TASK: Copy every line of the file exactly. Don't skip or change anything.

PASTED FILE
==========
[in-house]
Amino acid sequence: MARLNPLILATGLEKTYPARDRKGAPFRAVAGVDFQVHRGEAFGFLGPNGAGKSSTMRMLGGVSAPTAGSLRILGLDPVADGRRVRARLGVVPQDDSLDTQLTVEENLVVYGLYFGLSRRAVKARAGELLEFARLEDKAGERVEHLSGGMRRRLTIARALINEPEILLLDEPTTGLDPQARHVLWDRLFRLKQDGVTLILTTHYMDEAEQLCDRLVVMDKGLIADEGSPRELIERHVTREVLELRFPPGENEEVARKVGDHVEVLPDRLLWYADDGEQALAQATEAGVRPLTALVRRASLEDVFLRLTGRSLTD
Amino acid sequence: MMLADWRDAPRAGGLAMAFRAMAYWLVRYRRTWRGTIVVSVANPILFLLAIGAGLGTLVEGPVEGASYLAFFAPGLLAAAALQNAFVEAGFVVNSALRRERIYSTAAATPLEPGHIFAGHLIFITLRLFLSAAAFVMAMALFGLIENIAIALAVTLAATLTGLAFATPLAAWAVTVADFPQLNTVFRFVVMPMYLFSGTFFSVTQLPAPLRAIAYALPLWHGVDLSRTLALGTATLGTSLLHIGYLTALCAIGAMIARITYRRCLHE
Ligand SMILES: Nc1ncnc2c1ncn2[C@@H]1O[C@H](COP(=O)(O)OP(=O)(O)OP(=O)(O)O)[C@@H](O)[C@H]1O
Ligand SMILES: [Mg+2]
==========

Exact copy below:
[in-house]
Amino acid sequence: MARLNPLILATGLEKTYPARDRKGAPFRAVAGVDFQVHRGEAFGFLGPNGAGKSSTMRMLGGVSAPTAGSLRILGLDPVADGRRVRARLGVVPQDDSLDTQLTVEENLVVYGLYFGLSRRAVKARAGELLEFARLEDKAGERVEHLSGGMRRRLTIARALINEPEILLLDEPTTGLDPQARHVLWDRLFRLKQDGVTLILTTHYMDEAEQLCDRLVVMDKGLIADEGSPRELIERHVTREVLELRFPPGENEEVARKVGDHVEVLPDRLLWYADDGEQALAQATEAGVRPLTALVRRASLEDVFLRLTGRSLTD
Amino acid sequence: MMLADWRDAPRAGGLAMAFRAMAYWLVRYRRTWRGTIVVSVANPILFLLAIGAGLGTLVEGPVEGASYLAFFAPGLLAAAALQNAFVEAGFVVNSALRRERIYSTAAATPLEPGHIFAGHLIFITLRLFLSAAAFVMAMALFGLIENIAIALAVTLAATLTGLAFATPLAAWAVTVADFPQLNTVFRFVVMPMYLFSGTFFSVTQLPAPLRAIAYALPLWHGVDLSRTLALGTATLGTSLLHIGYLTALCAIGAMIARITYRRCLHE
Ligand SMILES: Nc1ncnc2c1ncn2[C@@H]1O[C@H](COP(=O)(O)OP(=O)(O)OP(=O)(O)O)[C@@H](O)[C@H]1O
Ligand SMILES: [Mg+2]